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Offline linszoid

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Re: List of Crap #120: Top 50 Fictional Talking Animals!
« Reply #109 on: November 11, 2019, 06:45:35 PM »
I was about to post the opposite


Offline Pak-Man

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Re: List of Crap #120: Top 50 Fictional Talking Animals!
« Reply #110 on: November 11, 2019, 10:22:10 PM »
Trust me, the comics are WAY better.

Kicking myself for forgetting Droopy.


Offline F-Zero

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Re: List of Crap #120: Top 50 Fictional Talking Animals!
« Reply #111 on: November 12, 2019, 02:41:58 AM »
#19

Darkwing Duck
(Darkwing Duck)  #3 Pak-Man, #15 linszoid, #15 Psychogoatee, #24 Johnny Unusual

<a href="https://www.youtube.com/v/YfeXgo3N1jg" target="_blank" class="new_win">https://www.youtube.com/v/YfeXgo3N1jg</a>

The superhero alter-ego of mild-mannered Drake Mallard.  Ummm…Drake placed earlier in this LOC.   Do alter-egos count as unique entries?  Ah who cares.

Darkwing struggles to balance his egotistical craving for fame and attention against his desire to be a good father to Gosalyn and help do good in St. Canard. Most episodes put these two aspects of Darkwing's character in direct conflict, though Darkwing's better nature usually prevails.

Darkwing Duck is also the first Disney Afternoon property that was produced completely as a genre parody. Every episode of Darkwing Duck is laden with references to superhero, pulp adventure, or super-spy fiction.

Voliced by James Cummings, who is known for his ability to mimic Sterling Holloway's high voice, as well as for giving a certain gruff-sounding voice to several other characters.

“I am the terror that flaps in the night! I am the jailer who throws away the key! I AM-- [notices he is alone] feeling really stupid. Boy I hate it when I'm early. You'd think criminal masterminds would be more punctual.”


 Pink Panther
(movies, cartoons)  #2 MartyS (Gromit), #3 RVR II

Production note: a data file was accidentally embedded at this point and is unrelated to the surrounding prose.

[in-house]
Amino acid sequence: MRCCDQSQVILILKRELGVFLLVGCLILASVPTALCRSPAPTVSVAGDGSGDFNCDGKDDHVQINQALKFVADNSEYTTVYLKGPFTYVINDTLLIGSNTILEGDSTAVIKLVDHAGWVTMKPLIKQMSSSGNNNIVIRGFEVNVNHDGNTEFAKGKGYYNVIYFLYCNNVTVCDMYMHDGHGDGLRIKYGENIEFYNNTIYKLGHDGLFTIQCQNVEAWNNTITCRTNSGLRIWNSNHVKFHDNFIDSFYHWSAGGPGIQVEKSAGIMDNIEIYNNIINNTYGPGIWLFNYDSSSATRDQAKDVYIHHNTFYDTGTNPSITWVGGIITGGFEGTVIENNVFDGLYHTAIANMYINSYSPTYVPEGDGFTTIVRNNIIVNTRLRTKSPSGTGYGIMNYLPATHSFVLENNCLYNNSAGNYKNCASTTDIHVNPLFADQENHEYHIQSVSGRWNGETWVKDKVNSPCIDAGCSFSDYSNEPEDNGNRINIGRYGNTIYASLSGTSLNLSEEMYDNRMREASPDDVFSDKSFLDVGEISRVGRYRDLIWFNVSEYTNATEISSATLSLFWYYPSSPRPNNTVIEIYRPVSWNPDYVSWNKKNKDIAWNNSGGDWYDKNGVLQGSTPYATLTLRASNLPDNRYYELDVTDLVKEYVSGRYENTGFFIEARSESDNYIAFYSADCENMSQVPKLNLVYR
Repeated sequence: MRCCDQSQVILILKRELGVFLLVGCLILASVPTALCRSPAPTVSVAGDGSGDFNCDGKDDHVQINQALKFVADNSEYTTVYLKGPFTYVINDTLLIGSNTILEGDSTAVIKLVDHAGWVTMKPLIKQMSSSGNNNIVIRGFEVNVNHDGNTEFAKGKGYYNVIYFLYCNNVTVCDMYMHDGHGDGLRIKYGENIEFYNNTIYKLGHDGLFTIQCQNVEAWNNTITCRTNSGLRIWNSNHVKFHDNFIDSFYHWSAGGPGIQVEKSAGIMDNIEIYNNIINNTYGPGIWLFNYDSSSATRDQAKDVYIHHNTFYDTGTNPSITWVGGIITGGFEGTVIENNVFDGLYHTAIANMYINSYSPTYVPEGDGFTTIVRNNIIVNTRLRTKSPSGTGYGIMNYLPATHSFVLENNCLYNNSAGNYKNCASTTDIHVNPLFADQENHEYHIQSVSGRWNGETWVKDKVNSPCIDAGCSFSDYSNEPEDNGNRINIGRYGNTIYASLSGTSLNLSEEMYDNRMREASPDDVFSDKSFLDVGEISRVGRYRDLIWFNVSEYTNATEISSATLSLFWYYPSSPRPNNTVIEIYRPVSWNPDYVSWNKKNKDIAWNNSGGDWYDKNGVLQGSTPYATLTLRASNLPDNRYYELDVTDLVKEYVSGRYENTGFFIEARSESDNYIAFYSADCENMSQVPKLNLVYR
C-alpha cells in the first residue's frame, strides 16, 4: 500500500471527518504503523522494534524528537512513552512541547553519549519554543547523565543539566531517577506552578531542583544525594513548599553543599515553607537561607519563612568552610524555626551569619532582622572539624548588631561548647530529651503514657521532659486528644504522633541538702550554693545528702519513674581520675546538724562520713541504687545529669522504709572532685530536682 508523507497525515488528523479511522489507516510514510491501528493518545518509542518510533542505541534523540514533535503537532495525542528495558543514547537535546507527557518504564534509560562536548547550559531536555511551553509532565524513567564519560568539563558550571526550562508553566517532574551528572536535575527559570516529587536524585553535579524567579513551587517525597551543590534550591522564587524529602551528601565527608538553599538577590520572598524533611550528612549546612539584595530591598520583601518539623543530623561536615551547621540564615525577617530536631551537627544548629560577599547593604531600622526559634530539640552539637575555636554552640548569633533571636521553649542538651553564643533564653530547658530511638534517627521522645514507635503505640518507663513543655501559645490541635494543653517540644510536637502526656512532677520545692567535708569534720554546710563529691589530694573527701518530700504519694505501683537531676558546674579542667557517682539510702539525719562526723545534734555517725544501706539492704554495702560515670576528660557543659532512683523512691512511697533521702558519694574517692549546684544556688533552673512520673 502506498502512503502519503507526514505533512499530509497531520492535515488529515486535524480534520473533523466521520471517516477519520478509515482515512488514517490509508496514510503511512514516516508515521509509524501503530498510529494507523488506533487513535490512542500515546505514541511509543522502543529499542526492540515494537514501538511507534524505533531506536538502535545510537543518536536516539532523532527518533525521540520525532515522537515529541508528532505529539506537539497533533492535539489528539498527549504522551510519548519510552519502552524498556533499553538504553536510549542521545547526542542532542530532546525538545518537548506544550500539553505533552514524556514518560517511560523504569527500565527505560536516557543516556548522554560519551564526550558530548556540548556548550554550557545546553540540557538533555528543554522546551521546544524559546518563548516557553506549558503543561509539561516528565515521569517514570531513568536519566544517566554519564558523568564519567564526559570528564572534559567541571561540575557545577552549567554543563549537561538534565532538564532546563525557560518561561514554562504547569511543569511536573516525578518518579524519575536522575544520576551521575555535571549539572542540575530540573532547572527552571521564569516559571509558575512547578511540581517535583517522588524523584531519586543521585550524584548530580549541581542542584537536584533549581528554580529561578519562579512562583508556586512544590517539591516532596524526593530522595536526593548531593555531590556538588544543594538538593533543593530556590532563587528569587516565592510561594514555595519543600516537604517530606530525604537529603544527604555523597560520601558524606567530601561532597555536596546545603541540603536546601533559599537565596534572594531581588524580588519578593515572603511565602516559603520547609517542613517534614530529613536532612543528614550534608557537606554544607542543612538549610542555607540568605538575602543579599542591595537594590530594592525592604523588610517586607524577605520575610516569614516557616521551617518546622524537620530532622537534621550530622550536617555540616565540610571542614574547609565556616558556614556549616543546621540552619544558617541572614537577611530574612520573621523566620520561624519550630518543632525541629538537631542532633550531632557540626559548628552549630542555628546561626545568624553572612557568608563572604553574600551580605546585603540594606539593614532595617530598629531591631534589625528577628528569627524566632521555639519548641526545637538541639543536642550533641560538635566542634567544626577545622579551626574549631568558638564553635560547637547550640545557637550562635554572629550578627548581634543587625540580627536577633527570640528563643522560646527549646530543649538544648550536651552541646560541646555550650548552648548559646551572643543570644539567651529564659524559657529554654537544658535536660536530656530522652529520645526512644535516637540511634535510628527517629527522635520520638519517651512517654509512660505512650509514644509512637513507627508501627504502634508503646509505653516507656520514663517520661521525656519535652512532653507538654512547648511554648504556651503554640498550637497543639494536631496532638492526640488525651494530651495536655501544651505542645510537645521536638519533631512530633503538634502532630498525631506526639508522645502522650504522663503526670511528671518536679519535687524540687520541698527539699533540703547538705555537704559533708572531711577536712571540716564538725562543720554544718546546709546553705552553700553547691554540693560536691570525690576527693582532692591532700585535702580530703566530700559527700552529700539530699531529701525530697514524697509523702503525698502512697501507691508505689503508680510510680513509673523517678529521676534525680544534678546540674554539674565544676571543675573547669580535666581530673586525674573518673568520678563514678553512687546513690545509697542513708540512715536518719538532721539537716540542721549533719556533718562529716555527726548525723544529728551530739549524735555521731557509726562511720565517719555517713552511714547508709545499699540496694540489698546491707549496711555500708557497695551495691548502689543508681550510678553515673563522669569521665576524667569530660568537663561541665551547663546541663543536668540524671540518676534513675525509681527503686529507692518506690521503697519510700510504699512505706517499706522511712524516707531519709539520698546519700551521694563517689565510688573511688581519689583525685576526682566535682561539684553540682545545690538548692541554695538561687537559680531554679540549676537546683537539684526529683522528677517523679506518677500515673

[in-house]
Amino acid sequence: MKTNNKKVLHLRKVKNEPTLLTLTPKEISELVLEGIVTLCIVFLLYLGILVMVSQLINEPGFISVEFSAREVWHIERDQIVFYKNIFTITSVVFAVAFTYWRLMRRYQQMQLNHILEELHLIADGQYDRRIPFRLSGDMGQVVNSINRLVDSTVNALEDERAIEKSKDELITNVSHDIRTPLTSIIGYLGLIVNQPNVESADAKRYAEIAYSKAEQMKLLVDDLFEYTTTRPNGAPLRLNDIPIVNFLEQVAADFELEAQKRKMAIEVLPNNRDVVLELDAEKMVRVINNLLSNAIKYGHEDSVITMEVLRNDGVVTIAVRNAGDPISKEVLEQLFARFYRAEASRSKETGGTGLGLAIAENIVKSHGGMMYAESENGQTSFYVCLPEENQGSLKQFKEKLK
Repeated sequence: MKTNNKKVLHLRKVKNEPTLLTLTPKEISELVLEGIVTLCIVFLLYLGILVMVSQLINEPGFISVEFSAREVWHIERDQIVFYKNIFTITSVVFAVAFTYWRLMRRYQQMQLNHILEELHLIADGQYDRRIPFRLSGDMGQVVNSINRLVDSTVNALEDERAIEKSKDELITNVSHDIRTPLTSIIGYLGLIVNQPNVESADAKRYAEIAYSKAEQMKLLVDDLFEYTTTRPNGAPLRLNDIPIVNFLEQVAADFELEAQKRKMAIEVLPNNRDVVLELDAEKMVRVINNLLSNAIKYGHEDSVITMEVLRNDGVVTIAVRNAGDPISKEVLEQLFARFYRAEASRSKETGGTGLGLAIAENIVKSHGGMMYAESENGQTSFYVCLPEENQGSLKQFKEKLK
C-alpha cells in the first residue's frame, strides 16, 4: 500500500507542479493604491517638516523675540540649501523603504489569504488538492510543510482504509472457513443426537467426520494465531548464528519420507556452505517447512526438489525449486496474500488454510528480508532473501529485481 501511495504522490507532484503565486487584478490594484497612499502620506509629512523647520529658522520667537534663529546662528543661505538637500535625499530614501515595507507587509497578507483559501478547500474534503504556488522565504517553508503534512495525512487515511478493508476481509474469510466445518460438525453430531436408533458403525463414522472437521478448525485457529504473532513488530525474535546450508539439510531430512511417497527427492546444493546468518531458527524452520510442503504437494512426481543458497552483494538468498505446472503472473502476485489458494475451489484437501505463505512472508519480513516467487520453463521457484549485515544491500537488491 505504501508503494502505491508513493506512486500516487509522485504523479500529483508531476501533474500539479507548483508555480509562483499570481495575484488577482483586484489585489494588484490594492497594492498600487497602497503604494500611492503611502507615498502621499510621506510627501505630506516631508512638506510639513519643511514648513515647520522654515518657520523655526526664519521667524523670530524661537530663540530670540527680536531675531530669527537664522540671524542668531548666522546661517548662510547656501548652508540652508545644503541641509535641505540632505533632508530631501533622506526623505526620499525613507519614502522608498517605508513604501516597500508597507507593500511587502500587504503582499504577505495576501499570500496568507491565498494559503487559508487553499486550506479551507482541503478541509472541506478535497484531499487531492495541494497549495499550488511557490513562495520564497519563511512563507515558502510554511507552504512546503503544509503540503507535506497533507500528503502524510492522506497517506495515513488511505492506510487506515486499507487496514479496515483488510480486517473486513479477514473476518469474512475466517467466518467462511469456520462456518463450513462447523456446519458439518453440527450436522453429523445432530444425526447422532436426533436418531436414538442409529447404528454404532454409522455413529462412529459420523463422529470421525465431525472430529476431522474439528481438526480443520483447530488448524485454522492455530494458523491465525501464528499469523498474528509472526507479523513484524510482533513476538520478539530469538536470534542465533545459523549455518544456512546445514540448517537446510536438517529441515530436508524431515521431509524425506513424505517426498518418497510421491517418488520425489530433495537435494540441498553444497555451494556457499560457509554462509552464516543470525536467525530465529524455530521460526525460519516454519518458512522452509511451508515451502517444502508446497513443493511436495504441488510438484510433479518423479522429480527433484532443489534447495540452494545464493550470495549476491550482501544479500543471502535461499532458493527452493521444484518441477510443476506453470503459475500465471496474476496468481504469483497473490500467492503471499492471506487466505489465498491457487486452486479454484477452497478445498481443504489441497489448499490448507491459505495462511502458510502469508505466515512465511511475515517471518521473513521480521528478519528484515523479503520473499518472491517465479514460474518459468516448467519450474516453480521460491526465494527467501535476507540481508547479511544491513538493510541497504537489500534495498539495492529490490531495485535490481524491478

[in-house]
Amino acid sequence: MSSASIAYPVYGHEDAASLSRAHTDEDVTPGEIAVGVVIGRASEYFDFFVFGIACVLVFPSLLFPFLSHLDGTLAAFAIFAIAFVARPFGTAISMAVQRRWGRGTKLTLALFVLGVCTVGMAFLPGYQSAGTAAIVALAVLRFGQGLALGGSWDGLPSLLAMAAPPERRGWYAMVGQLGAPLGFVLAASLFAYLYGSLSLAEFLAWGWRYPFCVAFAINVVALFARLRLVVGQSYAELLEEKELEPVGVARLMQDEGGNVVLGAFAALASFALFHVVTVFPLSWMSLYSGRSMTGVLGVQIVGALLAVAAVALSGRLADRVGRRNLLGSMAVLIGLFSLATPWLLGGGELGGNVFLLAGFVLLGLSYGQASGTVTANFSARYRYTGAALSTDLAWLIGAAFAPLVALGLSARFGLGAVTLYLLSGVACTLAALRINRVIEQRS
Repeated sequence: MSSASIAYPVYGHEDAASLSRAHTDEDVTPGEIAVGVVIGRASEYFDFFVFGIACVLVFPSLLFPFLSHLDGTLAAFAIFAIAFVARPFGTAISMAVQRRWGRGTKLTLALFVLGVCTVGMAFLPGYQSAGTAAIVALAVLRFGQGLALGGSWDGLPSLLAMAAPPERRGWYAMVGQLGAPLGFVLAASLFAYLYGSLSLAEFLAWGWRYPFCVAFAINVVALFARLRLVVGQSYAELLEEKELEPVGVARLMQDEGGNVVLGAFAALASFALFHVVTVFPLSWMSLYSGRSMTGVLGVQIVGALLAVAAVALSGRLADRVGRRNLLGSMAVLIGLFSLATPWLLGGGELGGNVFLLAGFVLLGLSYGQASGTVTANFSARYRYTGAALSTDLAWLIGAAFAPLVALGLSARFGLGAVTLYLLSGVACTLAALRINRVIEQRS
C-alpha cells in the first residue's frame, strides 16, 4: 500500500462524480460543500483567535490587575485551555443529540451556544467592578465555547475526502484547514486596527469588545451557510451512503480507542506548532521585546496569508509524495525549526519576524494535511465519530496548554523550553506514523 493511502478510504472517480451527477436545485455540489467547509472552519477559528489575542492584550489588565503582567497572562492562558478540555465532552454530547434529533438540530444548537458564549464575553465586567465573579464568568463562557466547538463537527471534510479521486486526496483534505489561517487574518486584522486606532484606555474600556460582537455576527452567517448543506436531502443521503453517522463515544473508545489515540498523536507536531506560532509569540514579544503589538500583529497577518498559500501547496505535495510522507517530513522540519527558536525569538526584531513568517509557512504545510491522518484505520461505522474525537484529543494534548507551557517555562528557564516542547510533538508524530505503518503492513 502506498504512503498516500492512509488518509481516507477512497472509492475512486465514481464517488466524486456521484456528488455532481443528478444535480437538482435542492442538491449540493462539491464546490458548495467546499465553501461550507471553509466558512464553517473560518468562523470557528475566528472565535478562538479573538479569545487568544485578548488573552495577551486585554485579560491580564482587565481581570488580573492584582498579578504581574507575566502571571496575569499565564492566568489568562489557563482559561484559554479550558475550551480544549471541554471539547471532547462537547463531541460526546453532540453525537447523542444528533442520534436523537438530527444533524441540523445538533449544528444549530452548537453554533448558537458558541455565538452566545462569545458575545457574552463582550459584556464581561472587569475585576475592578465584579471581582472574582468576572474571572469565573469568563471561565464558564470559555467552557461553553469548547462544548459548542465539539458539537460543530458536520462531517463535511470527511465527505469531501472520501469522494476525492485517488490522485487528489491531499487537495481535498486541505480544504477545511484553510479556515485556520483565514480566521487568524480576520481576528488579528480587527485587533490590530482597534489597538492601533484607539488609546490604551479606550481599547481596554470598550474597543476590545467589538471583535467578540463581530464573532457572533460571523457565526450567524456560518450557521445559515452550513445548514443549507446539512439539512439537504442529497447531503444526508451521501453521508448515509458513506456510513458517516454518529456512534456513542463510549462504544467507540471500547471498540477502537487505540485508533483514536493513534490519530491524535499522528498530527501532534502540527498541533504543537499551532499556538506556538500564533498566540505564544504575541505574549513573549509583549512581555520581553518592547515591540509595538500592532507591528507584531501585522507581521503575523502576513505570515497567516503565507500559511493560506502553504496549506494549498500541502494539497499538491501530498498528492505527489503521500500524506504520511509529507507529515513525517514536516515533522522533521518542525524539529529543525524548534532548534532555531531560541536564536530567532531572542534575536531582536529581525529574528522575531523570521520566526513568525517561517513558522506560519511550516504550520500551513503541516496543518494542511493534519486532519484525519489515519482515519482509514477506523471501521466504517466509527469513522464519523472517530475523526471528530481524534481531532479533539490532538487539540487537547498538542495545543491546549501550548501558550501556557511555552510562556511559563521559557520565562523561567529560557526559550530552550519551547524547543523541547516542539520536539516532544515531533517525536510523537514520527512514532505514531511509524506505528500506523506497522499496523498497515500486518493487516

<a href="https://www.youtube.com/v/59lKdaXX6Eo" target="_blank" class="new_win">https://www.youtube.com/v/59lKdaXX6Eo</a>

Animated character who appeared in the opening and/or closing credit sequences of every film in the Pink Panther series except for A Shot in the Dark and Inspector Clouseau. In the storyline of the original film, "the Pink Panther" was the name of a valuable pink diamond named for a flaw that showed a "figure of a springing panther" when held up to the light in a certain way; in the credits this was translated to an animated pink panther.

The character is closely associated with "The Pink Panther Theme", composed by Henry Mancini.

In an early series of Pink Panther animated cartoons, Pink generally remained silent, speaking only in two theatrical shorts, Sink Pink (one line) and Pink Ice (throughout the film). Rich Little provided Pink's voice in these shorts, modeling it on that of David Niven (who had portrayed Clouseau's jewel thief nemesis in the original live-action film).

Technically he’s a fictional animal, but he never speaks in the Pink Panther movies, and when he speaks in the early cartoon series he only speaks in a few episodes AND when he does it’s only by Rich Little.  The 90s cartoon series doesn’t count because nothing from the 90s counts.  It just doesn’t seem right to include him so therefore he is disqualified from this List of Crap. :(

“Why can't man be more like animals?”
« Last Edit: November 12, 2019, 05:14:29 AM by F-Zero »


Offline F-Zero

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Re: List of Crap #120: Top 50 Fictional Talking Animals!
« Reply #112 on: November 12, 2019, 03:01:52 AM »
#18

Heckle & Jeckle
(Terrytoons)  #1 F-Zero, #3 fluncheon

<a href="https://www.youtube.com/v/WReS1ogh9U4" target="_blank" class="new_win">https://www.youtube.com/v/WReS1ogh9U4</a>

A pair of identical talking magpies. 

Heckle and Jeckle were two fast thinking tricksters who could do impossible things by virtue of being well aware that they're cartoon characters, a lot of the time they'd mess with somebody just for fun, but there were also plenty of times that they served as comedic heroes trying to help someone out or give a antagonist his comeuppance.

For their first few cartoons they always changed their voices from scene to scene for comedic effect but not long after they were given more consistent vocals. One magpie spoke with an English accent, while the other spoke with a New York dialect, there seems to be a great deal of uncertainty as to which was which with some viewers, the first short to state who was who was "Bulldozing The Bull", where they clearly refer to each other by name, with the Brooklyn accent belonging to Heckle and the English accent belonging to Jeckle, and this remained wholly consistent through all the cartoons.

They usually referred to each other by nick names as opposed to their real ones, Heckle often refers to Jeckle simply as 'chum' or 'pal', while Jeckle often refers to Heckle as 'old chap' 'old boy' and 'old feather-head', indicating a close friendship between them, some people believe them to be brothers, however this has never been stated.

both were voiced at different times by Sid Raymond (1946–47), Ned Sparks (1947–51), Roy Halee (1951–61), Dayton Allen (1956–66) and Frank Welker (1979).[While in the pilot for Curbside, Heckle was voiced by Toby Huss and Jeckle was voiced by comedian Bobcat Goldthwait.